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Dermatology quiz






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Dermatology quiz Dermatology quiz Presentation Transcript

  • Sajid Nazir 2009
  • How would you manage it?
    • almost never metastasizes but it may kill by local invasion
    • commonest skin cancer
    • incidence is related to sunlight exposure
    • 75% occur in the head and neck
    • Initial small pearly white lesion, telengectasia, central ulceration and rolled edges, bleed-ulcerate-heal again
    • Treatment is excision by specialist, send for histology
  • How would you manage and what treatment would you avoid?
    • Flushing, papules and pustules - forehead, bridge of the nose and cheeks
    • Unknown aetiology
    • Precipitated by topical steroids, sunlight, alcohol, hot drinks
    • topical metronidazole
    • topical azelaic acid
    • oral tetracycline
  • How would you manage it?
    • Small white yellow papules that occur on face and neck
    • Common in newborns and are transient
    • Believed to originate from maldeveloped sweat glands
    • Often rupture and skin and no treatment is required
  • What features support diagnosis? What would you do with this patient?
    • Asymmetrical, irregular border and colour, increasing size
    • Urgent referral
    • Prognosis related to thickness (Breslow)
  • How would you manage?
    • Usually appear in first 2 decades
    • No treatment required
    • May be excised if malignant change suspected or for cosmetic reasons
    • Characteristically: rapidly expanding painless, ulcerated nodule, rolled indurated margin.
    • Commonly ulcerate and bleed
    • Potential to metastasize
    • Must refer for biopsy/excision
    • Slowly expanding pink, scaly plaque that has a sharply defined border
    • Risk of invasive SCC (3-5%)
    • Histology required
    • Management options include watchful waiting, topical fluorouracil, cryotherapy, curettage, excision, laser
  • What are the erythematous areas called? Name 2 causes
    • Target Lesions
    • Causes: barbiturates, aspirin, sulphonamides, herpes simplex , TB, mycoplasma, typhoid, pregnancy, vit c deficiency, collagen vascular disease, IBD
    • Treat causes
    • Symptomatic Rx e.g. Antihistamines
    • Heals in 3 weeks
  • How would you treat them?
    • hyperpigmented or scaly lesions, usually brown with a scaly base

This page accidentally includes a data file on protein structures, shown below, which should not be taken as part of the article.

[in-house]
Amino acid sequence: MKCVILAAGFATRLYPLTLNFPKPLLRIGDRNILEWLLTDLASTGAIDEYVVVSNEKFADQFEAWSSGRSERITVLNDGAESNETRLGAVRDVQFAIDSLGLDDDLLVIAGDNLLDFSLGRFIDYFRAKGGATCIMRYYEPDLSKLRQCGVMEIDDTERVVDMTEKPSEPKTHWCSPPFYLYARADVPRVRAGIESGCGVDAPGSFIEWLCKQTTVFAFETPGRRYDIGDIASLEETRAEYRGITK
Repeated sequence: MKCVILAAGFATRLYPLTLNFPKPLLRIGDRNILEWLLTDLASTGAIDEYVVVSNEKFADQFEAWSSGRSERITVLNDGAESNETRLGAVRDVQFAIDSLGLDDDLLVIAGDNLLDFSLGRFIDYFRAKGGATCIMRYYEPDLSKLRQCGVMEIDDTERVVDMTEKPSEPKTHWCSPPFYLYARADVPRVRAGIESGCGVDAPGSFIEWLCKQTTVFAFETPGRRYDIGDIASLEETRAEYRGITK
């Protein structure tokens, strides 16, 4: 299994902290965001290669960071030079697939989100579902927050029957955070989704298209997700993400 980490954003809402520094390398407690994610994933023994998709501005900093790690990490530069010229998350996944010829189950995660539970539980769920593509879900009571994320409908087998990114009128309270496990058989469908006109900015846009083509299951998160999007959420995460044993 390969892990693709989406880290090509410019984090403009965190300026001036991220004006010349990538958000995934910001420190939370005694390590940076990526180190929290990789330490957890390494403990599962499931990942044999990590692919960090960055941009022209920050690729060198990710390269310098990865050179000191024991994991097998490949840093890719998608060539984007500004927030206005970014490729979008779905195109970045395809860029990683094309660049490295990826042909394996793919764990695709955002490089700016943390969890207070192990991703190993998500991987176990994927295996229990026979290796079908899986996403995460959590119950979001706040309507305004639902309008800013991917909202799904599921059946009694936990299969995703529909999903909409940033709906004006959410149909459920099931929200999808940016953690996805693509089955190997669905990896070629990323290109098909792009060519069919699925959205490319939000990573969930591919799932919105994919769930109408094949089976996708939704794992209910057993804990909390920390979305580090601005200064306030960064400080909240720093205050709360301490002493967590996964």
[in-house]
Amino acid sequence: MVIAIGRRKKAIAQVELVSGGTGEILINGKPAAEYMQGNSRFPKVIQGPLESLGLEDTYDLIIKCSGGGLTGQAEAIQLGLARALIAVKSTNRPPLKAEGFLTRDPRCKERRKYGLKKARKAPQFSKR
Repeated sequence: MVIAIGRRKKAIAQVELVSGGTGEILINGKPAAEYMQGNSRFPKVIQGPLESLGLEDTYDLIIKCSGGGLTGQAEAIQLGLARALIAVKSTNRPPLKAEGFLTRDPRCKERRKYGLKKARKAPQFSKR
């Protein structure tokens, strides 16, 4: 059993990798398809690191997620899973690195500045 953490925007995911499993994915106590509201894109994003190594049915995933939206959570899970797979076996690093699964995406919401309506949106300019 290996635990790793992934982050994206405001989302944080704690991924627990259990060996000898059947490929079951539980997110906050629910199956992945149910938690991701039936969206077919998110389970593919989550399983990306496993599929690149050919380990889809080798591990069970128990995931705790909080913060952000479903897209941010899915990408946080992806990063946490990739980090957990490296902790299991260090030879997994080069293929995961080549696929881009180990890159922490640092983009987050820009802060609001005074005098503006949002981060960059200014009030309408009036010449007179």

• marked thickening of the keratin layer
    • Can progress to SCC
    • Topical diclofenac 3%, 5-fluorouracil, topical retinoids
    • physical treatment e.g. cryotherapy, curettage, local excision
    • Varicella zoster virus
    • Unilateral
    • aciclovir administration of 800 mg five times per day for 7 days
    • Can result in post-herpetic neuralgia
  • How would you treat it?
    • Spares face, hands and feet
    • topical antifungal therapy or with steroid
    • Oral terbenfaine/itraconazole
  • What is this called and what causes it?
  • Erythema Ab Igne
    • Reddened skin due to longterm infrared radiation exposure
    • Common in elderly who sit in front of heater
    • Or use of a hot water bottle as in this case
    • Laptops may cause it!!
    • Mild cases resolves spontaneously if you remove source, others are permanent
  • What is this and what diseases may it be associated with?
    • Erythema nodosum is a reactive process of unknown pathogenesis
    • Causes: streptococcal infection, sarcoidosis. Pregnancy, the oral contraceptive pill, inflammatory bowel disease, tuberculosis
    • In 50% of cases the cause is not identified.
    • Must to bloods and CXR to investigate
  • What are these patches?
    • Screen for other autoimmune disorders eg thyroid
    • No treatment required
  • What are these patches? They were on the patients back
    • yeast infection
    • Usually noted after a holiday when normal skin tans
    • Mild or localised pityriasis versicolor may clear with repeated applications of a topical imidazole cream
    • oral imidazole (ketoconazole, fluconazole or itraconazole) for extensive infections